However, there is the Additional Child Tax Credit which has different requirements than the regular Child Tax Credit. That one is refundable, but is much more difficult to qualify for (more than just having a child).

    • Wesley says

      EDIT: “There are two types of taxes, refundable and non-refundable.” should be “There are two types of credit, refundable and non-refundable.”

      • Wesley says

        Thanks for the quick fix!

        As far as the extension of the $1000 credit, I’m glad congress will continue to give the populace more of their money back. Now if only they’d trim their expenditures along with it… wishful thinking, I know :).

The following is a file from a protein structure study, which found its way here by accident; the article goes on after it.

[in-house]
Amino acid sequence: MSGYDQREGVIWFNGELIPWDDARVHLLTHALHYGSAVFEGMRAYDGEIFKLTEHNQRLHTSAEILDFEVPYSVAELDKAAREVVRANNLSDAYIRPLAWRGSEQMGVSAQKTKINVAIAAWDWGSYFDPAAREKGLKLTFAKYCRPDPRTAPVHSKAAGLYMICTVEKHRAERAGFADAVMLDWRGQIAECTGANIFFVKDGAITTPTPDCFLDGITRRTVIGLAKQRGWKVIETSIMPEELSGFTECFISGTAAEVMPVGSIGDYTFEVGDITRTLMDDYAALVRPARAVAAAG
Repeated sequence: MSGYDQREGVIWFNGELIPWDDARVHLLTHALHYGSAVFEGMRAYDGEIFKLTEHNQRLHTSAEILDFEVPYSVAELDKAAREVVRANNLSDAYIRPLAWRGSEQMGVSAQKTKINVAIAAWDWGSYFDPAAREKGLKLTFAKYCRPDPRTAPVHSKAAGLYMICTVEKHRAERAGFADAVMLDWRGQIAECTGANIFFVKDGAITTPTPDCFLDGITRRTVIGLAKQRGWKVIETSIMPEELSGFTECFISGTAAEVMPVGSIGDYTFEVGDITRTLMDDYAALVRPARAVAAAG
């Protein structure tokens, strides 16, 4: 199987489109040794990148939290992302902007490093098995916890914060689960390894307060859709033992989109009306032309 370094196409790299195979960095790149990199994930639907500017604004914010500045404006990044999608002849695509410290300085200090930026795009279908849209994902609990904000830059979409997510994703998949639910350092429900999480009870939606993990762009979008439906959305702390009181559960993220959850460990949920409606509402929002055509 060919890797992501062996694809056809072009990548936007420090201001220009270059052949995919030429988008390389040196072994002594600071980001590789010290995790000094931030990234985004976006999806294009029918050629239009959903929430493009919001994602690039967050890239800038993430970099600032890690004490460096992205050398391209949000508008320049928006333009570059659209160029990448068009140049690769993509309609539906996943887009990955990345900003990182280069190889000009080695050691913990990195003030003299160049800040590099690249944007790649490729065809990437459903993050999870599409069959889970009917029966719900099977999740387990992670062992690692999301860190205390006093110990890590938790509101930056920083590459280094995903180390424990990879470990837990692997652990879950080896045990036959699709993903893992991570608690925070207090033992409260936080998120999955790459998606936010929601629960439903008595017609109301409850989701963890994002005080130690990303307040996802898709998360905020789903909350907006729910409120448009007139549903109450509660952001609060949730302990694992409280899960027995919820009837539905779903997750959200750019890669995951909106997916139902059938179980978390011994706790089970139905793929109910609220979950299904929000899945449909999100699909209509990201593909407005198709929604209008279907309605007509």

• says

          I agree. Time to cut spending as well. (good luck, to politicians more money and spending means more power. The day they vote to get rid of their own power is going to be a long time coming.)

  3. christina says

    $1,000.00 is nothing. My mom & dad both told me that when we were young kids, they used to get a $3,500.00 tax credit for each child. They had four kids. This was back in the 70’s and 80’s too.

  4. Jonathan Boyd says

    Please clarify the dates. Your use of dates is somewhat vague to me. Is this credit extended through the 2011 taxes, or will it continue through the 2012 taxes?

    You say ‘…for two more years, through 2012.’ It was my understanding that this credit was set to expire last year, although I may be wrong, but does this two year extension make it good for both the 2011 taxes AND 2012 taxes?

  5. Jonathan Boyd says

    Per Wikipedia:

    The Tax Relief, Unemployment Insurance Reauthorization, and Job Creation Act of 2010 extended this $1,000 cap through the end of 2012.